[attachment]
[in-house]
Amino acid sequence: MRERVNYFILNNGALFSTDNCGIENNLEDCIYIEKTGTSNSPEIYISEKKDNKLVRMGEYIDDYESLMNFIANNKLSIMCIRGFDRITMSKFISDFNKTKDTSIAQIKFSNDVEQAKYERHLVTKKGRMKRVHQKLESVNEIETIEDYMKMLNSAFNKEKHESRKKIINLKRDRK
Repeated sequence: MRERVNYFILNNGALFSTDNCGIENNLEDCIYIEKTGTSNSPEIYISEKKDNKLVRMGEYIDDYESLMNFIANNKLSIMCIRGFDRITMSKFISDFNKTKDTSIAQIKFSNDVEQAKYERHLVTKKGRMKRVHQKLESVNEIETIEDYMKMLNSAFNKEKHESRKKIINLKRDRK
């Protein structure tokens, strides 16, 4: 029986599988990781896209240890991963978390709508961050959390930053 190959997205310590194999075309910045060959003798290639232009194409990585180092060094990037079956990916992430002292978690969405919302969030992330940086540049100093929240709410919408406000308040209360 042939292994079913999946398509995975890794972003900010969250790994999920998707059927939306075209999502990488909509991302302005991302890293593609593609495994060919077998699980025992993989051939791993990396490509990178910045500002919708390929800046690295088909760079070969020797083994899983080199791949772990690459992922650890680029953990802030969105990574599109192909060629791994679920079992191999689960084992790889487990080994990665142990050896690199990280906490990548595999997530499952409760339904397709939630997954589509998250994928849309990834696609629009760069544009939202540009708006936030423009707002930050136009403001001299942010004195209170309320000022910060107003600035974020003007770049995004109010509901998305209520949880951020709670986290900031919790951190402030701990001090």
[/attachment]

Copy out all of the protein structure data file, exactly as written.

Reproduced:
[in-house]
Amino acid sequence: MRERVNYFILNNGALFSTDNCGIENNLEDCIYIEKTGTSNSPEIYISEKKDNKLVRMGEYIDDYESLMNFIANNKLSIMCIRGFDRITMSKFISDFNKTKDTSIAQIKFSNDVEQAKYERHLVTKKGRMKRVHQKLESVNEIETIEDYMKMLNSAFNKEKHESRKKIINLKRDRK
Repeated sequence: MRERVNYFILNNGALFSTDNCGIENNLEDCIYIEKTGTSNSPEIYISEKKDNKLVRMGEYIDDYESLMNFIANNKLSIMCIRGFDRITMSKFISDFNKTKDTSIAQIKFSNDVEQAKYERHLVTKKGRMKRVHQKLESVNEIETIEDYMKMLNSAFNKEKHESRKKIINLKRDRK
């Protein structure tokens, strides 16, 4: 029986599988990781896209240890991963978390709508961050959390930053 190959997205310590194999075309910045060959003798290639232009194409990585180092060094990037079956990916992430002292978690969405919302969030992330940086540049100093929240709410919408406000308040209360 042939292994079913999946398509995975890794972003900010969250790994999920998707059927939306075209999502990488909509991302302005991302890293593609593609495994060919077998699980025992993989051939791993990396490509990178910045500002919708390929800046690295088909760079070969020797083994899983080199791949772990690459992922650890680029953990802030969105990574599109192909060629791994679920079992191999689960084992790889487990080994990665142990050896690199990280906490990548595999997530499952409760339904397709939630997954589509998250994928849309990834696609629009760069544009939202540009708006936030423009707002930050136009403001001299942010004195209170309320000022910060107003600035974020003007770049995004109010509901998305209520949880951020709670986290900031919790951190402030701990001090």